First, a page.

Mama Liberia: I am still here with you. It’s just that I am saddened by my children’s condition and, sometimes, a period of silence helps me. Why would they allow themselves to be without food? Think about the many food and food items I am already growing. I grow oranges, grape-fruits, sugar cane, mangoes, pineapples, corn, cassava, coco yams, yams, coffee, coconuts, cocoa, rice, eddoes, bitter balls, okra, pepper, cucumbers, papaya, guava, beneseed, plantains, bananas, sweet potatoes, avocado, egg plants, tomatoes, kola nuts, and many, many other items. I also produce palm oil, coconut oil, farina, and many other things. Don’t forget about other agricultural products such as cattle, goats, sheep, pigs, chickens, ducks, and so forth. I am already producing these things. Really, my children should not go hungry! (Right after this last sentence, Mama Liberia kept silent for a while, after which we began to hear a sobbing sound from Mama Liberia. Then, the sad utterance came.)

Mama Liberia: In West Africa, there are four of Africa’s daughters whose original names had the word ‘coast’ attached to them – Nigeria, Ghana, Cote D’voire and me, Liberia. Remember that Nigeria was known as the Slave Coast because of the slave activities taking place there. Ghana was called the Gold Coast because of the abundance of gold there. Cote D’voire was called the Ivory Coast because of the tusks from elephants, which was a major item of trade in those days, when West Africa had a huge population of elephants. Now, think about me. Do you know how I used to be called? (Again, there was a silence, and then she continued.)

Mama Liberia: Besides being called the Pepper Coast because of the Malaguatta Pepper that I also produced, I was actually known as the Grain Coast by the first Portuguese explorers that saw me. This name stayed with me for a long time, even after I was given the name Liberia in 1824. Why do you think I was called the Grain Coast? Would a woman not able to feed herself and her children be given such a name? I tell you the truth: my children should not go hungry! (Again, there was a pause, a situation which was becoming a modus operandi of this particular section of the interview. Dr. Findings was not perturbed by it, neither was I. We all understood that Mama Liberia had a message to send out, a message which she had never before divulged to any one, not even to any of her children. We were sure that after every pause, no matter how long it took, Mama Liberia would continue. And, for sure, it happened.)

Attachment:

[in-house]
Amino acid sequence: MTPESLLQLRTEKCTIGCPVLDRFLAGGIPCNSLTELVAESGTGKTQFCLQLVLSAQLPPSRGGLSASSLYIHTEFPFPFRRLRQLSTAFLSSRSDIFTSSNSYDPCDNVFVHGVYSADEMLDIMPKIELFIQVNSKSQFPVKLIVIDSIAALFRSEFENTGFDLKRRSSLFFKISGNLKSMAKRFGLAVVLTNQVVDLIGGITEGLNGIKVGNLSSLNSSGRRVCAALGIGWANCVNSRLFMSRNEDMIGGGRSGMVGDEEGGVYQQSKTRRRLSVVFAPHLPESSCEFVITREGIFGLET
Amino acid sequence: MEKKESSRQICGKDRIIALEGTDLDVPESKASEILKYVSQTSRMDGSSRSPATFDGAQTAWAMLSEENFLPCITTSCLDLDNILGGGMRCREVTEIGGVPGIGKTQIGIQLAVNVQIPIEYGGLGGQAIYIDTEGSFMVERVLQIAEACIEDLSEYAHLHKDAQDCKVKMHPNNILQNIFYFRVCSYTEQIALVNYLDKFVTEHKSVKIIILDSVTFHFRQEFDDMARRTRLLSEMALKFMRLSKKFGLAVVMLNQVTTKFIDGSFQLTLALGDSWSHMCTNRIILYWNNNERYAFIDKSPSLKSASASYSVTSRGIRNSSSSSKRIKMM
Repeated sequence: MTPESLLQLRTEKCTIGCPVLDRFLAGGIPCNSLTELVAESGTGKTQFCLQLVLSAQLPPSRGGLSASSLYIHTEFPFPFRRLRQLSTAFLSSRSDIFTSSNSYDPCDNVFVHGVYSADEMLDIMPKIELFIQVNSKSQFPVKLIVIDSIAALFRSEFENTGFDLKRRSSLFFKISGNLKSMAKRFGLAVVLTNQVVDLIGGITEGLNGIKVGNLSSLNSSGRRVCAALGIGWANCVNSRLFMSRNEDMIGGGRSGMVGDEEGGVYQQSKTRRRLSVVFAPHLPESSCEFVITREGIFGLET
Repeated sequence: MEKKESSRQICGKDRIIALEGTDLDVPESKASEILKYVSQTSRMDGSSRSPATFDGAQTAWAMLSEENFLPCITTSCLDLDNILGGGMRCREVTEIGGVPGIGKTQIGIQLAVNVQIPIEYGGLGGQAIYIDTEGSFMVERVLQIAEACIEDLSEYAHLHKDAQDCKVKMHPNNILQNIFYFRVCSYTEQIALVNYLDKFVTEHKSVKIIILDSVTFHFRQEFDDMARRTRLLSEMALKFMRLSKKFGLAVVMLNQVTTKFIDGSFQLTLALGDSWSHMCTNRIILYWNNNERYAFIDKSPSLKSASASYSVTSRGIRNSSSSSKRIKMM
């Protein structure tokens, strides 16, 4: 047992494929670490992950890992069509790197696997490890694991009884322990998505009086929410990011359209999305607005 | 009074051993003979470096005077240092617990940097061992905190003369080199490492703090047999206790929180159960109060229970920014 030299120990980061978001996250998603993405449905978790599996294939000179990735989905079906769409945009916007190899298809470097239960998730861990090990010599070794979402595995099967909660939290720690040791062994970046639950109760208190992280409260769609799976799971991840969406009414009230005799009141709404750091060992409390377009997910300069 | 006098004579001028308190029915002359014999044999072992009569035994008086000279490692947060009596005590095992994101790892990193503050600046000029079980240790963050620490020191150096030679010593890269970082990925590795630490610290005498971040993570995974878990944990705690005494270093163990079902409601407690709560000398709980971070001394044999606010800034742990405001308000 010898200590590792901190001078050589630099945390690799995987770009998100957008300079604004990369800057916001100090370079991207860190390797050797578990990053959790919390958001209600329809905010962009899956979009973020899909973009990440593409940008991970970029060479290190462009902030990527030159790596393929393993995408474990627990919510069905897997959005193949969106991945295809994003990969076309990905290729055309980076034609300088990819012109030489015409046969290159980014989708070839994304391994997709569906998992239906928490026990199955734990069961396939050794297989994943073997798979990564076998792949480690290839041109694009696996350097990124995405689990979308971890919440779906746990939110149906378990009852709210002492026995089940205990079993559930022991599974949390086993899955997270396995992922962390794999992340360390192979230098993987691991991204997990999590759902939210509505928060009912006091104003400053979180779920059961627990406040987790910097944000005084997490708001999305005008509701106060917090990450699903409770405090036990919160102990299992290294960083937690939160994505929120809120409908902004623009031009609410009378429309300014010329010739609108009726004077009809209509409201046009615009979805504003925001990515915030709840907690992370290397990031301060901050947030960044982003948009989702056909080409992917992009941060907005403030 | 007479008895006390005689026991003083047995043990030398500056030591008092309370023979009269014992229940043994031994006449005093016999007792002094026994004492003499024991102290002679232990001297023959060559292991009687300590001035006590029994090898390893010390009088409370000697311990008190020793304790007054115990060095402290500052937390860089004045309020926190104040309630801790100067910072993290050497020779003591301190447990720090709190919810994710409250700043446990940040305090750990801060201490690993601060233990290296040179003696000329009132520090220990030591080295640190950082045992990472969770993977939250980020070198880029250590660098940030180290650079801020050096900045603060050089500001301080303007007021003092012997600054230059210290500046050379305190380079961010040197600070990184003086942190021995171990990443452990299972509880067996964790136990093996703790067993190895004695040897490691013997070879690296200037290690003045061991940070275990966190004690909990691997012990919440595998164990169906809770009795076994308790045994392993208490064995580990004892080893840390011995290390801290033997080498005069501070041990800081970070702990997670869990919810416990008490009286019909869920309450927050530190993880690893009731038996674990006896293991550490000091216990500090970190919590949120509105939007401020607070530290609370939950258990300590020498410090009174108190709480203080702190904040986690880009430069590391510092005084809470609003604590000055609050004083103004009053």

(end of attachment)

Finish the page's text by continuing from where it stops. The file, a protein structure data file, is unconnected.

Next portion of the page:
Mama Liberia: How I wish my children, especially those who have the means, could invest in the soil by getting involved in agriculture. Sooner than later, they would become self-sufficient to the extent that they would begin to export food. The land is there, the climate is suitable and the laborers are available. (At the end of this, there was another pause for a few minutes, and then the voice went.)

Mama Liberia: If only my children could establish a well-managed park in the form of a safari, where thousands of tourists could come every year, as the children of Kenya and South Africa have done, think about how much they would generate in income. I have elephants, leopards, chimpanzees, monkeys, mongoose, pygmy hippopotamus, boa constrictors, short-horned buffalo, which is called bush cow by most of my children, antelopes, anteaters, porcupines, alligators, different types of crocodiles, anteaters, different kinds of birds and many other types of animals. The illegal and wasteful killing of these animals, compounded with the lack of vision for the tourist industry, as well as for the conservation of these animals, is adding to the poverty and unabated suffering of my children. I really love my children and mean well for them, but … (There was another break in what Mama Liberia was saying. After some moment, she continued, but with a dispirited voice.)

Mama Liberia: … my children are not doing enough to help themselves. It saddens my soul. Also, think about the blessing of the North Atlantic Ocean, which I stand on. There are many different marine lives. Can my children boast of a strong fishing industry? How about the many ships that fly my flag? I am not a land-locked country. As you may be aware, the Atlantic Ocean provides my children with a coastline of about 560 km, which is about 350 miles long, providing too many sandy beaches. How I wish my children could take care of these beaches to attract international tourists, a scheme which would not only make them earn millions of dollars every year, but also help to provide employment opportunity for them. Instead of thinking about these things, some of them are using these beaches to commit crimes, while others use them as an open field to toilet and to throw trash and other disgusting substances. It hurts me, you know, it really hurts me. My children have to their disposal the necessary things which can make them spring from the poverty-stricken condition to a better place. Instead, they blindly stand on these things, or destroy them, and sit in the open with their hands wide-open, crying poor mouth, year in and year out. They unknowingly bring disgrace to themselves and to me. This stupid attitude, generally on their part, really annoys and shames me. They usually do stupid things.